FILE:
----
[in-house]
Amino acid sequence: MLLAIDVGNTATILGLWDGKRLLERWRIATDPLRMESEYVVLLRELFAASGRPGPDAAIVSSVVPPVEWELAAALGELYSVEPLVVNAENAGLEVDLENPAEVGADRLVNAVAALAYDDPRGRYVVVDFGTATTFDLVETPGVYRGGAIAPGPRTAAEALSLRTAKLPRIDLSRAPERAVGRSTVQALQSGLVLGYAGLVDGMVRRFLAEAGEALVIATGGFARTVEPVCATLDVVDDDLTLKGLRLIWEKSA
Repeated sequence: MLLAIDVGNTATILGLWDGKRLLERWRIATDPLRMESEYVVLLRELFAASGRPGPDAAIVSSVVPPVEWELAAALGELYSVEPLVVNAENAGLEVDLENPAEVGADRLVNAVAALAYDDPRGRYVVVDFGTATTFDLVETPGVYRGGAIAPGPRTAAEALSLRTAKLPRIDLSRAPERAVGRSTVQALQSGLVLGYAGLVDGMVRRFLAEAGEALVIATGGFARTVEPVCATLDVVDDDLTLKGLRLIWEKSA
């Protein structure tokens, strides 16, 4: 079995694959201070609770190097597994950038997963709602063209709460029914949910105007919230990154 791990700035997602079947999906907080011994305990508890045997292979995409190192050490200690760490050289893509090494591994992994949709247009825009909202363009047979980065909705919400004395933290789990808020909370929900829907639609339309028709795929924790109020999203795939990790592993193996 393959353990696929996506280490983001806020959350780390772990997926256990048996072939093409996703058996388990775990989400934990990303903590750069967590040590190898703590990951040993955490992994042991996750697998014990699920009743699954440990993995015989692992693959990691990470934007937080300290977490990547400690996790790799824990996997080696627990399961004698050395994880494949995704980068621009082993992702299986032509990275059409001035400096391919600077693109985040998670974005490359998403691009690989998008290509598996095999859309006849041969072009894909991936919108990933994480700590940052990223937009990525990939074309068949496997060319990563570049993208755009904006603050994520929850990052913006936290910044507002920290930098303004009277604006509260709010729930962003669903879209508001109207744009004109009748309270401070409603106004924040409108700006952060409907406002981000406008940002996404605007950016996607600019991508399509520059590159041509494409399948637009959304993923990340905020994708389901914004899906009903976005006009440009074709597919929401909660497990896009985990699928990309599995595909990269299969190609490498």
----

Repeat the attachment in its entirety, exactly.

[in-house]
Amino acid sequence: MLLAIDVGNTATILGLWDGKRLLERWRIATDPLRMESEYVVLLRELFAASGRPGPDAAIVSSVVPPVEWELAAALGELYSVEPLVVNAENAGLEVDLENPAEVGADRLVNAVAALAYDDPRGRYVVVDFGTATTFDLVETPGVYRGGAIAPGPRTAAEALSLRTAKLPRIDLSRAPERAVGRSTVQALQSGLVLGYAGLVDGMVRRFLAEAGEALVIATGGFARTVEPVCATLDVVDDDLTLKGLRLIWEKSA
Repeated sequence: MLLAIDVGNTATILGLWDGKRLLERWRIATDPLRMESEYVVLLRELFAASGRPGPDAAIVSSVVPPVEWELAAALGELYSVEPLVVNAENAGLEVDLENPAEVGADRLVNAVAALAYDDPRGRYVVVDFGTATTFDLVETPGVYRGGAIAPGPRTAAEALSLRTAKLPRIDLSRAPERAVGRSTVQALQSGLVLGYAGLVDGMVRRFLAEAGEALVIATGGFARTVEPVCATLDVVDDDLTLKGLRLIWEKSA
């Protein structure tokens, strides 16, 4: 079995694959201070609770190097597994950038997963709602063209709460029914949910105007919230990154 791990700035997602079947999906907080011994305990508890045997292979995409190192050490200690760490050289893509090494591994992994949709247009825009909202363009047979980065909705919400004395933290789990808020909370929900829907639609339309028709795929924790109020999203795939990790592993193996 393959353990696929996506280490983001806020959350780390772990997926256990048996072939093409996703058996388990775990989400934990990303903590750069967590040590190898703590990951040993955490992994042991996750697998014990699920009743699954440990993995015989692992693959990691990470934007937080300290977490990547400690996790790799824990996997080696627990399961004698050395994880494949995704980068621009082993992702299986032509990275059409001035400096391919600077693109985040998670974005490359998403691009690989998008290509598996095999859309006849041969072009894909991936919108990933994480700590940052990223937009990525990939074309068949496997060319990563570049993208755009904006603050994520929850990052913006936290910044507002920290930098303004009277604006509260709010729930962003669903879209508001109207744009004109009748309270401070409603106004924040409108700006952060409907406002981000406008940002996404605007950016996607600019991508399509520059590159041509494409399948637009959304993923990340905020994708389901914004899906009903976005006009440009074709597919929401909660497990896009985990699928990309599995595909990269299969190609490498």